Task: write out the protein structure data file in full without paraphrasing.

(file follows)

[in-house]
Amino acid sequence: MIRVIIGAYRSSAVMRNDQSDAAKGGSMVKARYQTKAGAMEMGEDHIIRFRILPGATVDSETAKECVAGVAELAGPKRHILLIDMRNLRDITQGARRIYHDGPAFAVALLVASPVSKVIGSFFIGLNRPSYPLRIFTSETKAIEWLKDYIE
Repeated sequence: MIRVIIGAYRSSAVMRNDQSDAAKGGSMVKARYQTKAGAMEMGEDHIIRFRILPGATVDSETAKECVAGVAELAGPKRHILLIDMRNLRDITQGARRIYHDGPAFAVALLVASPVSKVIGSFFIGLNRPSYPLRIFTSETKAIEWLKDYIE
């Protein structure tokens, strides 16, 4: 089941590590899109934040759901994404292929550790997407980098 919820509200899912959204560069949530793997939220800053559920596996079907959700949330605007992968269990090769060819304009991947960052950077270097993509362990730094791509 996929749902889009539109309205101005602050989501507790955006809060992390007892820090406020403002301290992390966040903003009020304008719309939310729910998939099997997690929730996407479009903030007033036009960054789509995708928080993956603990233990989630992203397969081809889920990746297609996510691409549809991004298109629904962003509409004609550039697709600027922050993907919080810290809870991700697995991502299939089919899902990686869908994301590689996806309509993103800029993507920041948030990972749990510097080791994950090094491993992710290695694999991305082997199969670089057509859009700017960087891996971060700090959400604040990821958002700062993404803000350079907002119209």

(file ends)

[in-house]
Amino acid sequence: MIRVIIGAYRSSAVMRNDQSDAAKGGSMVKARYQTKAGAMEMGEDHIIRFRILPGATVDSETAKECVAGVAELAGPKRHILLIDMRNLRDITQGARRIYHDGPAFAVALLVASPVSKVIGSFFIGLNRPSYPLRIFTSETKAIEWLKDYIE
Repeated sequence: MIRVIIGAYRSSAVMRNDQSDAAKGGSMVKARYQTKAGAMEMGEDHIIRFRILPGATVDSETAKECVAGVAELAGPKRHILLIDMRNLRDITQGARRIYHDGPAFAVALLVASPVSKVIGSFFIGLNRPSYPLRIFTSETKAIEWLKDYIE
């Protein structure tokens, strides 16, 4: 089941590590899109934040759901994404292929550790997407980098 919820509200899912959204560069949530793997939220800053559920596996079907959700949330605007992968269990090769060819304009991947960052950077270097993509362990730094791509 996929749902889009539109309205101005602050989501507790955006809060992390007892820090406020403002301290992390966040903003009020304008719309939310729910998939099997997690929730996407479009903030007033036009960054789509995708928080993956603990233990989630992203397969081809889920990746297609996510691409549809991004298109629904962003509409004609550039697709600027922050993907919080810290809870991700697995991502299939089919899902990686869908994301590689996806309509993103800029993507920041948030990972749990510097080791994950090094491993992710290695694999991305082997199969670089057509859009700017960087891996971060700090959400604040990821958002700062993404803000350079907002119209």